First of all, you have
to love the classical overtones.
Tom Grubb, manager, Cold Chain Strategy
at American Airlines, knows a lot about what he does, and like any true
devotee he loves his work and makes no secret of it!
“The air cargo cold chain is like
a symphony orchestra, with many performers playing in harmony as a cohesive
“Seamlessly playing as one not only
demands professionals skilled in their respective instruments; it is also
requires that all participants read from the same score.
“In the pharmaceutical cold chain,
safely and effectively moving time- and temperature-sensitive products
means all stakeholders need to follow the same standards, regulations,
and best practices.”
Tom actually told us that a couple years
ago and it caught our attention. People who take joy in their work touch
us like that.
Fast forward to 2015 and Tom once again
assures that at AA Cargo, the heat is on cool chain solutions.
“American is poised for added growth.
“We just opened a dedicated, state-of-the-art
Pharmaceutical & Healthcare handling facility at the Philadelphia
“The facility has significant capacity
for Controlled Room Temperature (CRT: +15°C to +25°C) as well
as a refrigerated cold room (COL: +2°C to +8°C).
CRT: +15°C to +25°C
“There is a dedicated active container
management (ACM) area with plug-in stations for up to 30 equivalent RKN
electronic-type units and the facility has an independent power backup
“American’s commitment to cold
chain is shown in the numerous enhancements we have made to many of American’s
facilities across our network.
“This is crucial to insure we continue
to meet and exceed the expectations of customers.
Active Container Management (ACM), Front Dock
Develops Significant Benefits
“American Airlines Cargo has gained
significant experience with temperature control, since launching its “ExpediteTC°
services over 5 years ago.
“We began with ground-up development
of our Active services and, after some experience with Active, we developed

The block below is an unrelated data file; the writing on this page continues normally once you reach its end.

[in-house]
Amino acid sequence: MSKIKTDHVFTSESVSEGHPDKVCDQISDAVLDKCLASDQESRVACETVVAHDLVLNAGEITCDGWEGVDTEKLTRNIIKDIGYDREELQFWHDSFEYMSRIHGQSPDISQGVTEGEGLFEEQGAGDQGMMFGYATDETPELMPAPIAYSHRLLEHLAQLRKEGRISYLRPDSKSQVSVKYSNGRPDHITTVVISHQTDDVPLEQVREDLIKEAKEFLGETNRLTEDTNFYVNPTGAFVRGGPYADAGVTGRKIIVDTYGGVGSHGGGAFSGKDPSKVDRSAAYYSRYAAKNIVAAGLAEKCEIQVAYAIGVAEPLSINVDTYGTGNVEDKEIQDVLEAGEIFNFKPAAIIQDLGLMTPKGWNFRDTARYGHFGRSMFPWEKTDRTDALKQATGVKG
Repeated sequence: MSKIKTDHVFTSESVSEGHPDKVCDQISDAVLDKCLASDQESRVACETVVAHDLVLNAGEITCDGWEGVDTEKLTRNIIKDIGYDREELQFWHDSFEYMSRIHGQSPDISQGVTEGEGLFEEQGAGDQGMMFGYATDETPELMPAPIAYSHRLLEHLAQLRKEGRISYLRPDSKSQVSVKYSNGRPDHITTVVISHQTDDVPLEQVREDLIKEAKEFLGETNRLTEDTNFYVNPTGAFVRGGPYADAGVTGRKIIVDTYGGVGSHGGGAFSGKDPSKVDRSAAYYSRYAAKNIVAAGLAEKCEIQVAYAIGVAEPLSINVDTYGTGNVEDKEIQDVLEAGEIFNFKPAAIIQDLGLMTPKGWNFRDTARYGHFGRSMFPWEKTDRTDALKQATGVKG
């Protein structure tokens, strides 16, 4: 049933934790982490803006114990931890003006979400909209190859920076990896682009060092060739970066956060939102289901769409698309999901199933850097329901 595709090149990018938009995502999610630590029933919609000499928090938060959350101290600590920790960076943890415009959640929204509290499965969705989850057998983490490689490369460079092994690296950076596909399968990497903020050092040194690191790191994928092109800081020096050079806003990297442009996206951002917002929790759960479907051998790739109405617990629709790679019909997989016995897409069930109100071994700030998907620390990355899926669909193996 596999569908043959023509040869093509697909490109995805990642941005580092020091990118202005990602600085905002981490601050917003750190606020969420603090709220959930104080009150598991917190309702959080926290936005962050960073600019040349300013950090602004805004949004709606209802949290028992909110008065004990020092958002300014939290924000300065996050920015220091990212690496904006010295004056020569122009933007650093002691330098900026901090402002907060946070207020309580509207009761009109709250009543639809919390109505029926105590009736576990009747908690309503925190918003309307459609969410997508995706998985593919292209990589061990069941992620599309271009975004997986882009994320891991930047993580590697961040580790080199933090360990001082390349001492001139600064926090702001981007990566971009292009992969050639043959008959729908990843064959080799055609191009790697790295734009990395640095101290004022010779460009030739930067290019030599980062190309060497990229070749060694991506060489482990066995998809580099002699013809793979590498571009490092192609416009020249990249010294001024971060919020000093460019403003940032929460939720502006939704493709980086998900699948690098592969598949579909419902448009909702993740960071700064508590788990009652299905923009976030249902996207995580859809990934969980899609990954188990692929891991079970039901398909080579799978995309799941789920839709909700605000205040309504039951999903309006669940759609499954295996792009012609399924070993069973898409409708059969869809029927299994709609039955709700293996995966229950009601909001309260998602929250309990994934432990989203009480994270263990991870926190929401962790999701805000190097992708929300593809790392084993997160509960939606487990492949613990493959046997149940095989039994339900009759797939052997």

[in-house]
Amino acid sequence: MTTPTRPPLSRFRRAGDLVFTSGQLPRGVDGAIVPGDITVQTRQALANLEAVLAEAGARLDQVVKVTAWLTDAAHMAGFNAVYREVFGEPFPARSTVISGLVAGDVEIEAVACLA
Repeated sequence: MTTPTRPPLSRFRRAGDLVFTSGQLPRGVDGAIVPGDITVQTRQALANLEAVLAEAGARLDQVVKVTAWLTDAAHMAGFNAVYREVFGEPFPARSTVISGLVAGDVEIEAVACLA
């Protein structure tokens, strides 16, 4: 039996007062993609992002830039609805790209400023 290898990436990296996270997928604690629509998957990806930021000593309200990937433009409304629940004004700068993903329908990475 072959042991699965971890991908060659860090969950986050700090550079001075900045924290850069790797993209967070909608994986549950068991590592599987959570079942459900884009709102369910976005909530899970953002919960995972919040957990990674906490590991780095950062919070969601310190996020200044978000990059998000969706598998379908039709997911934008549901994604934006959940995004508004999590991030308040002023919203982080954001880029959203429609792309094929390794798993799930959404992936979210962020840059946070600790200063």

our Passive service offering.
“We continue to invest in our ExpediteTC°
program in terms of process evaluation, program features, and infrastructure—including
implementation of Controlled Room Temperature (CRT +15°C to +25°C)
facilities in key stations across our network.
“This also includes a brand new, dedicated
pharmaceutical & healthcare handling facility.
“We were one of the very first air
carriers to implement annual recurrent training for all our employees
responsible for temperature-controlled shipments and this extends to our
“We are currently working on new training
tools this year to insure the very best cold chain understanding for our
“This way, they can provide the very
best service for our customers.
“Most importantly, when it comes to
temperature-sensitive programs, is understanding customer needs and how
their products change over time.
“In this way, we will continue to
update American’s solutions in order to meet customer and product
As Manager of Cold Chain Strategy, Grubb
leads global time and temperature sensitive logistics services for American
Airlines Cargo. A 23-year veteran of American’s Cargo division,
Grubb previously served in Operations as manager of Customer Service Strategy,
where he was pivotal in the development of American’s Active and
Passive cold chain services, ExpediteTC. During his tenure with American
Airlines Cargo, he has implemented strategic sales initiatives as well
as operational solutions for American’s product and services portfolio.
Mr. Grubb is currently a member of the IATA
Time and Temperature Task Force (TTTF).
Today & Tomorrow
“American continues to see solid growth
of our temperature-sensitive pharmaceutical and healthcare business in
2014. Product complexities, as well as increasingly stringent regulatory
requirements, contribute to the growing need for specialized supply chain
solutions, which keep medicines safe and effective for patients.